Successful Weekend Vaults Cornell Up ECAC Standings
It would be a stretch to say that the Big Red turned the corner last weekend with wins at Dartmouth and Vermont. But there is no question that they have risen from dead as they were able to turn their popgun offense into a much more intimidating attack -- an attack that mustered an improved 54 shots in the two games combined. That number may not be particularly impressive, but when you compare those numbers with the combined 33 shots the team amassed in the two games against Colgate, one has to be satisfied. Even though the Big Red scored only one goal against a Vermont team that they have blown out in recent years, the ice was certainly tilted towards the Vermont end for the majority of the game. If not for the stellar play of Vermont goaltender Travis Russell, be assured that the game would have looked more like the blowouts of Vermont last season. The Big Red played a strong defensive game in which Vermont got very few chances en route to winning a more routine Cornell game.
The much more important and impressive game from Cornell's perspective was the night before against a much stronger opponent in Dartmouth. It is important to note that prior to Friday night's game, Cornell had gone 1-8-1 in their previous ten contests against Dartmouth, including a 0-5-0 record during that time at Thompson Arena. Although Cornell returned most of its injured players (as well as the ones that had to sit out the second Colgate game due to third period disqualifications), they were still without offensive leader and captain Ryan Vesce and would lose number one goalie and the ascending backbone of the team, goaltender Dave McKee 6:16 into the third period. Rock solid freshman defenseman Dan Glover also left the game prematurely towards the end of the first period and would not dress Saturday night. Again, the Big Red would have to fight through substantial adversity with the totally untested Todd Marr coming in during at Dartmouth powerplay and seeing his first action since January 25th, 2003. Marr stepped up big time and stopped eight shots, including a few very good chances, from a very potent Dartmouth offense in the last 13:44 of the third period to push Cornell to the 4-2 victory. Perhaps most important and the best sign on this night was the fact that Cornell's offense was opportunistic -- something it had not been in quite some time. Scoring two powerplay goals on a five-minute advantage in the first period and two goals off of Dartmouth defensive mistakes was precisely the recipe Cornell's offense needed to reinvest itself. The timing of the third goal, in particular, was a huge factor in Cornell emerging victorious. Junior Mike Knoepfli, who was called out as a player that needed to step up his game in this space last week, took advantage of a Dartmouth mistake and converted what would prove to be the game winning goal with just 48 seconds left in the second period. Last minute goals are enormous as they totally change the momentum of the game and the mindset of both teams heading into their respective locker rooms.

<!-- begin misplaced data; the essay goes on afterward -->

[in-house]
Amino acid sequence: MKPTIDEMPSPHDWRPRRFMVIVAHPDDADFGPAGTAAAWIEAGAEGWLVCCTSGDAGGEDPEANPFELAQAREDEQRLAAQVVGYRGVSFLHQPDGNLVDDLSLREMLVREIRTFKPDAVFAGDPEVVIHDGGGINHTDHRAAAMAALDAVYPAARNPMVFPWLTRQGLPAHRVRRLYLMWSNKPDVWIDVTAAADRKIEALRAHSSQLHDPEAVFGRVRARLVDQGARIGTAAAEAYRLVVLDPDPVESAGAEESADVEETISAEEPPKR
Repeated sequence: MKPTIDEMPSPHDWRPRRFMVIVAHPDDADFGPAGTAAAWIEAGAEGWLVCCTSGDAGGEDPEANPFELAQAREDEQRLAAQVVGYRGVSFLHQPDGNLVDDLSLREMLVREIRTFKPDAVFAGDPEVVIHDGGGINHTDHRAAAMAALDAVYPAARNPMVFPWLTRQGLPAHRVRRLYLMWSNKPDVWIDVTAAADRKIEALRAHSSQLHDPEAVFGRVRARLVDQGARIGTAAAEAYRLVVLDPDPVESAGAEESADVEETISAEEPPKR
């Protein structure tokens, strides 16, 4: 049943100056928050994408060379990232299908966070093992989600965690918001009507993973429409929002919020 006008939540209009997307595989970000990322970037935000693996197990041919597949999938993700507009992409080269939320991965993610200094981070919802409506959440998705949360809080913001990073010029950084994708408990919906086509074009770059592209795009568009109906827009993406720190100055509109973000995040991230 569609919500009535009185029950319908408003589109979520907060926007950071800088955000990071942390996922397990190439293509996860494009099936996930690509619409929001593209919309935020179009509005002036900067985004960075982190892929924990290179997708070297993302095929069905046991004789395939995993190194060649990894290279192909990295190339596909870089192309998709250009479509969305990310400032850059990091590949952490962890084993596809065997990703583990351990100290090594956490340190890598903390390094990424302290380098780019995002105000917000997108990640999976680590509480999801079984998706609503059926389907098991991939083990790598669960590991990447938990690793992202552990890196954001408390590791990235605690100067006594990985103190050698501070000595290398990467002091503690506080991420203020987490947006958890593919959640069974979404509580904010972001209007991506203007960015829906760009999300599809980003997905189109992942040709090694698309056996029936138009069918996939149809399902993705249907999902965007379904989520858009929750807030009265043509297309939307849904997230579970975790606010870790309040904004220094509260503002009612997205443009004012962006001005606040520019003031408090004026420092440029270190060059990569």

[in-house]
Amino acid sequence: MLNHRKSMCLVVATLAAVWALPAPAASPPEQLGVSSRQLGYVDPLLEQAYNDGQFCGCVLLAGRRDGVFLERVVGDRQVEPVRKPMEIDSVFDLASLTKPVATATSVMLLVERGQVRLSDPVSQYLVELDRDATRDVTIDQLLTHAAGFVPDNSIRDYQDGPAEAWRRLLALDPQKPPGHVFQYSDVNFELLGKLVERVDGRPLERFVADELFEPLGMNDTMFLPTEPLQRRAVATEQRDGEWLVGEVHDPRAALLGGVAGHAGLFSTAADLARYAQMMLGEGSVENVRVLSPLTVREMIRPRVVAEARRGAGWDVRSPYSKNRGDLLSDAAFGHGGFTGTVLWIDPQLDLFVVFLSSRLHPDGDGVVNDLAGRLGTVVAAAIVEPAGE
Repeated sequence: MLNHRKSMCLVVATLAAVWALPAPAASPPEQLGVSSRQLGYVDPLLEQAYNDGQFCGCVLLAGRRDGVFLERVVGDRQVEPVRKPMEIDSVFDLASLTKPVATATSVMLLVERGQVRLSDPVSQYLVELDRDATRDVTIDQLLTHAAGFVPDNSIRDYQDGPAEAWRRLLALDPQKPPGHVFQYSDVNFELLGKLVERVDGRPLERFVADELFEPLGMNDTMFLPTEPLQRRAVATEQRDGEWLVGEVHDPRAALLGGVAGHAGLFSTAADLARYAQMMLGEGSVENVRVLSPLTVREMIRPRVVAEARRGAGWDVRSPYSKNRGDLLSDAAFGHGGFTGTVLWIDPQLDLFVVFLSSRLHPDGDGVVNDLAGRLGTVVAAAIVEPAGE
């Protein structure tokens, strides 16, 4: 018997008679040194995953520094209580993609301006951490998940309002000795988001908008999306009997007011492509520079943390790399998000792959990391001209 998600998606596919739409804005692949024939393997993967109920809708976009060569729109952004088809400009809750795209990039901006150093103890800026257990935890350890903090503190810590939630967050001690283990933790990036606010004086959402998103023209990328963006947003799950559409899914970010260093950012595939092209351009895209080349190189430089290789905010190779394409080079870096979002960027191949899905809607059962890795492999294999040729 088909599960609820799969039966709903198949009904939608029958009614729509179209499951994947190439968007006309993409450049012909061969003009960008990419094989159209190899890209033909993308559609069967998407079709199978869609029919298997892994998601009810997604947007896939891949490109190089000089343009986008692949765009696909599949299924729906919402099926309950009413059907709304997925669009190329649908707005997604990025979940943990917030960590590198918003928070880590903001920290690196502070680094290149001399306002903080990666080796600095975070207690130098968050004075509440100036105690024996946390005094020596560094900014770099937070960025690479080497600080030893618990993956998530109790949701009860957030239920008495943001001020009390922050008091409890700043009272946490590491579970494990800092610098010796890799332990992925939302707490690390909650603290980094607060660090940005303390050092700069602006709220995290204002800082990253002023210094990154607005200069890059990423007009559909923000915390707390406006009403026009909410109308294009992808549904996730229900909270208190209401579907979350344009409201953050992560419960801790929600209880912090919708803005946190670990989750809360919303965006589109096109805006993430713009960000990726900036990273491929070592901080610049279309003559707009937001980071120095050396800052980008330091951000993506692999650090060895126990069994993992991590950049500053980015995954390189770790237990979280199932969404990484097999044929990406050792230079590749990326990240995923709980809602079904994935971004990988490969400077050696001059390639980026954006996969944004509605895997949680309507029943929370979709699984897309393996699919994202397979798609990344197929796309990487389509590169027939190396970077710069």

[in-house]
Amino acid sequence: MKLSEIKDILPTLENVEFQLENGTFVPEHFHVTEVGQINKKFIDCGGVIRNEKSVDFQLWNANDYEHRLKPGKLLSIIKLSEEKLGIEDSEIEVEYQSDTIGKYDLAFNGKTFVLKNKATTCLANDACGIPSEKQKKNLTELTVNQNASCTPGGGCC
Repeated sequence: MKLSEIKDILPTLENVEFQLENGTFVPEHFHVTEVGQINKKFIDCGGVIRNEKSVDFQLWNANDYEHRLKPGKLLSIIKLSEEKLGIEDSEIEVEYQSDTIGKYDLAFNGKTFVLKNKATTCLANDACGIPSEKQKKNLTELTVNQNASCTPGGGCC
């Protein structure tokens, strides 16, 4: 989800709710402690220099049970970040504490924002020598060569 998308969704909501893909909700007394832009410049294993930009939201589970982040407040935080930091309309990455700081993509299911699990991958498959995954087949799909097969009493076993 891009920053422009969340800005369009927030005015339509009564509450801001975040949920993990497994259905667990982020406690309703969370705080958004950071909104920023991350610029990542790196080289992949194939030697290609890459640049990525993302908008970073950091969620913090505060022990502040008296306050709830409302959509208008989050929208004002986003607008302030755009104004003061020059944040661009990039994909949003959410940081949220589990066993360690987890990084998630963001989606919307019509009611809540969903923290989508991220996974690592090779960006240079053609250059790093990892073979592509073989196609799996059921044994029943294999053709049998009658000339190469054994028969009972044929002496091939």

If Cornell scores three or more goals, they should pretty much always win with their superb defensive scheme. When you have a very strong defensive squad that struggles to score goals, it is absolutely imperative to be opportunistic as they were in both games last weekend. If Cornell is to be successful down the stretch and in the playoffs, they have to play games like they did at Dartmouth. After clearly lacking it for most of the season, the best sign of the win in Hanover is that Cornell seemingly found their identity.
Big Red Needs To Find Success At Lynah